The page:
Riverwest Music Festival Makes Controversial Chicago Debut


After the cancellation of beloved Wavefront Music Festival was announced this year, fans looking to spend the Fourth of July weekend soaking up sunshine and great tunes were certainly excited with the announcement that Riverwest Music Festival would be making its debut in Chicago. Yet, following the inaugural event over the holiday weekend, more fans seem to be expressing their frustration than their gratitude, so much so that a Facebook group was quickly created to demand refunds for a multitude of complaints. On the surface, Riverwest seemed primed for success as it saddled along the Chicago River in the foreground of the picturesque Windy City skyline, boasting a uniquely diverse lineup of talent. Yet, a series of confounding decisions by the festival organizers left a far from ideal first impression.

What went wrong? Many fans’ issues started at the gates where they were greeted by Premiere Tactical Solutions, a security service that boasts its ability to “assign former military and law enforcement and/or other specialty operators to handle any situation.” Security is certainly a high priority at music events, especially given recent news headlines, but they are meant to ensure that the festival experience remains a positive one. From the unpleasant security checks at the front gate to downright hostile encounters with fans inside the fences, muscle-bound men in tactical uniforms made the experience needlessly tense & uncomfortable, and felt highly unnecessary given the smaller stature of the event.


Security wasn’t the only issue with the festival. There was also a lot of question about how the event was set up, from a large barren gap left in the middle of the grounds to the fact that the stages weren’t even labeled. As I wondered over to one such unidentified stage, I suddenly realized that empty space in the middle of two stages was more than just an eyesore; with no barrier between them, the sounds of separate performers were occasionally overlapping with each other. While the open area may have been designed with the expectation of a larger crowd, it seemed better suited to host some of the vendor stands or bathroom facilities that could have created that sound separation it needed.


But, by far the biggest complaint from guests, and the most confusing part of the event, was the fact that one of the stages was confined to the rooftop of Estate, the bar located within the festival grounds. This became problematic for a number of reasons. For starters, it limited one of three stages to a 21+ crowd at an all ages event, a fact that was not publicized to the masses when they bought tickets. In addition, it severely limited the number of people that could attend the stage, which just so happened to feature some of the biggest acts of the weekend. Fans were forced to wait in line both outside and inside of the bar, allowed express entry only if they were willing to fork over somewhere around $1500 for a table. I can honestly say I’ve never seen anything like it at any festival before. It raised a lot of questions about the integrity of the event, one who’s organizers had connections to Estate no less. Whether it was poor coordination or dodgy behavior, it definitely left plenty of people questioning whether they were really getting what they paid for.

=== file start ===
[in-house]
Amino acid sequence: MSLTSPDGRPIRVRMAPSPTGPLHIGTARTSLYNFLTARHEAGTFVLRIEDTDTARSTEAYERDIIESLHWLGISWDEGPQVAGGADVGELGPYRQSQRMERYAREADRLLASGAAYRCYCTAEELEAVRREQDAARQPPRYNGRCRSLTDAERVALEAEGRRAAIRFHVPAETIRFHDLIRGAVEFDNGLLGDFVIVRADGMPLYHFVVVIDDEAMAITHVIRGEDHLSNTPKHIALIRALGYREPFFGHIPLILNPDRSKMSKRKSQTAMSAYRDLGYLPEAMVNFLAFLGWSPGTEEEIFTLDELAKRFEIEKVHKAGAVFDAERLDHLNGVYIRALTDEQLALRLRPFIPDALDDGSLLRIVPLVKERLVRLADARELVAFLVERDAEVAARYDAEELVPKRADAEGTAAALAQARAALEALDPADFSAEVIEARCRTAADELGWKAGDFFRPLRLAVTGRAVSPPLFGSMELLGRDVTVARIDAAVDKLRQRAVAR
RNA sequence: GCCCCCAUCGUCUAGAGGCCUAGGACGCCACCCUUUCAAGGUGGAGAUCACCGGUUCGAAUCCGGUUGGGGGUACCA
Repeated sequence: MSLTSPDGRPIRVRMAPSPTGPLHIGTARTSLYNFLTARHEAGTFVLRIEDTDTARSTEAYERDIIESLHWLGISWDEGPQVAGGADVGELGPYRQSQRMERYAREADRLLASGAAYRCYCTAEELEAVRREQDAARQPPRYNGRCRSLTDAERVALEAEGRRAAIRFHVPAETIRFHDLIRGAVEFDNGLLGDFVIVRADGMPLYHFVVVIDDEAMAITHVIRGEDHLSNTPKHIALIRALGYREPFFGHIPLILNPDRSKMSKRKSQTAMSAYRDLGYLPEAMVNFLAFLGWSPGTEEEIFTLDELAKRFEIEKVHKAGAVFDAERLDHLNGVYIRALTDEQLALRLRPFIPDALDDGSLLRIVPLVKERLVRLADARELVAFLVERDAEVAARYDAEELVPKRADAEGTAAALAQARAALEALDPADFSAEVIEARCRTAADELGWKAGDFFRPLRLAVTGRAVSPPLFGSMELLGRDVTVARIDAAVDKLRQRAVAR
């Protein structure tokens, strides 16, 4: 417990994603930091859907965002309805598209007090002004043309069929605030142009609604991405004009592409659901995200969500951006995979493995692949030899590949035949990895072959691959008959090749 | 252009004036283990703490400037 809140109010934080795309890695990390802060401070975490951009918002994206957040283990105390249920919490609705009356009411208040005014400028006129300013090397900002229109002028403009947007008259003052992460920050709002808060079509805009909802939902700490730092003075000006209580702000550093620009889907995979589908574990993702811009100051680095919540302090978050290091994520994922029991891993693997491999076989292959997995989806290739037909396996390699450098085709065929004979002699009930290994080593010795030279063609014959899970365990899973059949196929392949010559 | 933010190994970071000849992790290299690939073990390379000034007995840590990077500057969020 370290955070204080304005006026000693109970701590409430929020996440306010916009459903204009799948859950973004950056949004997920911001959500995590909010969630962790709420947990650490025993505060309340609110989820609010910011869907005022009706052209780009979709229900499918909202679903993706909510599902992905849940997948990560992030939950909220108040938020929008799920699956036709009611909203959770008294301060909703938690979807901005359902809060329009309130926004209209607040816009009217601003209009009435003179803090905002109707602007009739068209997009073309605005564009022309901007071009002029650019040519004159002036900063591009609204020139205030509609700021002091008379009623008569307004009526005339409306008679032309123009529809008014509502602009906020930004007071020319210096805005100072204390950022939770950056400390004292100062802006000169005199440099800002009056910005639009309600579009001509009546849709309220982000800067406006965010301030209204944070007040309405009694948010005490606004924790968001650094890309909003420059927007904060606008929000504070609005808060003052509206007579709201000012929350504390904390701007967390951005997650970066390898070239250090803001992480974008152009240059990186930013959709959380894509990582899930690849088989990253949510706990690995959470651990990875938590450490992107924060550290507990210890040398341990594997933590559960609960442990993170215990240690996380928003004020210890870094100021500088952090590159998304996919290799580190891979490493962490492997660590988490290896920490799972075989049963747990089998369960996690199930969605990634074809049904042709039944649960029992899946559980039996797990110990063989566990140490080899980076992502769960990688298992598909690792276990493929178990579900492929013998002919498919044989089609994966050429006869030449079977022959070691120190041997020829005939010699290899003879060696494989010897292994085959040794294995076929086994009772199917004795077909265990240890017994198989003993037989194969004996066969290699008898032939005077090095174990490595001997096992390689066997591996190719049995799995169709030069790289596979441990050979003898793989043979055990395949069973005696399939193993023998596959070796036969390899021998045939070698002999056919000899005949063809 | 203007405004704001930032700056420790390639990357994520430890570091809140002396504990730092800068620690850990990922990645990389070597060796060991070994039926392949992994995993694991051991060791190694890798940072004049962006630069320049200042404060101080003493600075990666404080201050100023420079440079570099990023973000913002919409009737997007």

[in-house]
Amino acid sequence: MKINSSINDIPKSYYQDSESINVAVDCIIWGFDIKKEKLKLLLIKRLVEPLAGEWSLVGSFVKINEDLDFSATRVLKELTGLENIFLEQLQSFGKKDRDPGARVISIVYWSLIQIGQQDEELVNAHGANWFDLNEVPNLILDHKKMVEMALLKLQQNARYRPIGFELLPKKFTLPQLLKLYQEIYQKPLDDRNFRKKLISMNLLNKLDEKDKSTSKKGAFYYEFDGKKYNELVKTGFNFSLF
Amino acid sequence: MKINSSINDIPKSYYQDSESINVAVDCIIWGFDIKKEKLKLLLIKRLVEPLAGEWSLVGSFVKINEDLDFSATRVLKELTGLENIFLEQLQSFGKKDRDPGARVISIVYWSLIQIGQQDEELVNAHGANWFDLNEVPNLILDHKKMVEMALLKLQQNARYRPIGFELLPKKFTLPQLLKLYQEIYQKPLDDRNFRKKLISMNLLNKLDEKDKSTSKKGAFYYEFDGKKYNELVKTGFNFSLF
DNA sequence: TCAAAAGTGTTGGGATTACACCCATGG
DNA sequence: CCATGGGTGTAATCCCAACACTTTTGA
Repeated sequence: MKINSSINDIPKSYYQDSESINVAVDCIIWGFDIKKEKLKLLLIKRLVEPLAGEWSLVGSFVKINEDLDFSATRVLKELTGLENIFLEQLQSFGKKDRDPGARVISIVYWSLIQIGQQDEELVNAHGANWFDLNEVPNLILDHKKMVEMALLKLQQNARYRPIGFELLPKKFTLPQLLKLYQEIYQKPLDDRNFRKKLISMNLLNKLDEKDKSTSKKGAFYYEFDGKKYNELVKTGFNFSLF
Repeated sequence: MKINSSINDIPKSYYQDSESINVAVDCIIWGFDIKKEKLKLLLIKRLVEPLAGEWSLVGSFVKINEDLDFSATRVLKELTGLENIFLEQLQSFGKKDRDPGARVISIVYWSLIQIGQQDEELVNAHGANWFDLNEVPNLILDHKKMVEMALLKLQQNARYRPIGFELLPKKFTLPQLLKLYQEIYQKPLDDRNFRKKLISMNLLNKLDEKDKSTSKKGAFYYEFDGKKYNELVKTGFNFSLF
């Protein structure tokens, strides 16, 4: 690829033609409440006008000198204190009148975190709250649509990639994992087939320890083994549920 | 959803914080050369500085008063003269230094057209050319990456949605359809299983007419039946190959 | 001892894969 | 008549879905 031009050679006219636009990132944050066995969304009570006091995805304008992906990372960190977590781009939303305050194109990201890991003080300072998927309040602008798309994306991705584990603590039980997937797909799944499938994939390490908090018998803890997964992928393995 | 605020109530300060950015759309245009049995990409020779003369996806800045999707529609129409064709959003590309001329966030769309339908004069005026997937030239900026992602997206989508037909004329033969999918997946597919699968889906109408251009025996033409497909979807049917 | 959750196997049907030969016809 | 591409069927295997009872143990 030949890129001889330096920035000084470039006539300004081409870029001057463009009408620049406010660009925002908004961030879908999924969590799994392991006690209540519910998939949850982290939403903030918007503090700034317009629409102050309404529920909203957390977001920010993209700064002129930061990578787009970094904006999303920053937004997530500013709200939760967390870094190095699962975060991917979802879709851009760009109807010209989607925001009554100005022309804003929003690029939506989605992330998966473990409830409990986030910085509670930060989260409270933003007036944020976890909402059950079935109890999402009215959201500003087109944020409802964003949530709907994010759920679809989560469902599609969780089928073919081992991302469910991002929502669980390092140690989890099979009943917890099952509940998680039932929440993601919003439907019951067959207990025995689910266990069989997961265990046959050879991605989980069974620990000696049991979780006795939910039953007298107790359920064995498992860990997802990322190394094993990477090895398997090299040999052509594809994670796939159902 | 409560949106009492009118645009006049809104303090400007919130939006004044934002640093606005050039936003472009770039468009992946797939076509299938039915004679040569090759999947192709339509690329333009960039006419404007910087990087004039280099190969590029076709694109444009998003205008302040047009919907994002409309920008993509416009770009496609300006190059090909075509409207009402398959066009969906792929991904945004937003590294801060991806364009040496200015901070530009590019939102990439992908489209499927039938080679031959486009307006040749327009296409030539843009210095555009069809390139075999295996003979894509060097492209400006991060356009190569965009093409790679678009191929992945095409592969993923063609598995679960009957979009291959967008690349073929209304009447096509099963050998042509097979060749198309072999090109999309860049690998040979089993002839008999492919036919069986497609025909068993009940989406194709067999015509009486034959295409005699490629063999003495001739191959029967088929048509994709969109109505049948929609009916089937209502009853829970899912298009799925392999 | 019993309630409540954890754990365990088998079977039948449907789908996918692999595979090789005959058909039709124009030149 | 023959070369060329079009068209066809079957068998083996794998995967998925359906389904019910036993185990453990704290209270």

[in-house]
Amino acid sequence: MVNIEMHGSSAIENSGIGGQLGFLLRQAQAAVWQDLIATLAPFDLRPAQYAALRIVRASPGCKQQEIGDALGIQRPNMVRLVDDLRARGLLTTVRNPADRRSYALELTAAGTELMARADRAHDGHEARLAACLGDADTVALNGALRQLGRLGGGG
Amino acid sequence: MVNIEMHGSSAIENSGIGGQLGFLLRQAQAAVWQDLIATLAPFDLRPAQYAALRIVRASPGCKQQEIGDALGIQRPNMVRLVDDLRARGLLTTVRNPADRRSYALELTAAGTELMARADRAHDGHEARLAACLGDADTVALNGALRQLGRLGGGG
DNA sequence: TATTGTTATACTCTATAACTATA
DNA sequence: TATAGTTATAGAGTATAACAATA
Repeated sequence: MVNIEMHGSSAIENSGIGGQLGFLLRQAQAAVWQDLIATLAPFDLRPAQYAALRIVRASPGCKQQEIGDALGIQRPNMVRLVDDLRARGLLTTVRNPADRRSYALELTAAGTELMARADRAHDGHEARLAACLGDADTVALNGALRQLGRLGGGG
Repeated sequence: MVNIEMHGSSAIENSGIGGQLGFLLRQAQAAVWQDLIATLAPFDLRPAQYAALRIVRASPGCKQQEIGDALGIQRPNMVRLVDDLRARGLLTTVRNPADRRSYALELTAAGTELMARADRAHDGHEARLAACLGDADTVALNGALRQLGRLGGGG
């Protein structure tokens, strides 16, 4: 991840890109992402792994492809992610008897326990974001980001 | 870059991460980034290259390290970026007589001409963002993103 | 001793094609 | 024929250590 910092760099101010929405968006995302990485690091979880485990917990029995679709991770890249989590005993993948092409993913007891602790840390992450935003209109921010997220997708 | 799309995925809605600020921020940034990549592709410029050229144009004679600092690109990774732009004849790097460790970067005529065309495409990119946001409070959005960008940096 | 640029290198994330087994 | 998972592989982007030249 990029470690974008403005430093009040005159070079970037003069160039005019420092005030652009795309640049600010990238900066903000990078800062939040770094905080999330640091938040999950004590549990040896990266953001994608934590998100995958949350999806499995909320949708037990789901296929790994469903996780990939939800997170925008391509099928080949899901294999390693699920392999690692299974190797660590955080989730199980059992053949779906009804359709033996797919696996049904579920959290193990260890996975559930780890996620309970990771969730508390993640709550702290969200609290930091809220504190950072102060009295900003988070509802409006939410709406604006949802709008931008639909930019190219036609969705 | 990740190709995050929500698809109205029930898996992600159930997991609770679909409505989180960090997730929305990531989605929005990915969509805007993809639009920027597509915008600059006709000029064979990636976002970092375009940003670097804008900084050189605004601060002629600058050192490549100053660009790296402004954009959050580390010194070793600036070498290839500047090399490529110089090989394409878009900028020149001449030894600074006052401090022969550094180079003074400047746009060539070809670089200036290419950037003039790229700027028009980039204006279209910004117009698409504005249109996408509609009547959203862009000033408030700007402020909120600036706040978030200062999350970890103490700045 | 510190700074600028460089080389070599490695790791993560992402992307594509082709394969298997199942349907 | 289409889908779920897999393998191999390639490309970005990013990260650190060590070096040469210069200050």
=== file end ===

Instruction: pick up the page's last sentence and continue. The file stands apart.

The good news for those in attendance was that the clear high point of the festival was the roster of talent, which spanned the electronic music spectrum and provided energetic, rousing performances. (A noticeable missing guest was Rusko, who had to cancel due to illness). Given the smaller stage setup, it was easy to get close and feel engaged with the artists. With the “underground” lineup, it was the first time many fans were seeing these performers, and it certainly created an intimate experience for a first show. One of my favorites was Vaski, a heavy-bass producer out of Minneapolis, who was able to tightly hold an eclectic crowd during a sweltering Sunday afternoon. It was the way fans hope to first experience a new act, and promising at least that there’s something worth salvaging here.

Every new festival can expect to run into issues and we certainly give credit to those looking to bring more electronic music to the masses. But it’s also important to remember that a positive fan experience is the most crucial component to any successful event. Riverest has certainly heard the cries of the masses; now, we’ll just have to wait to see if they were actually listening.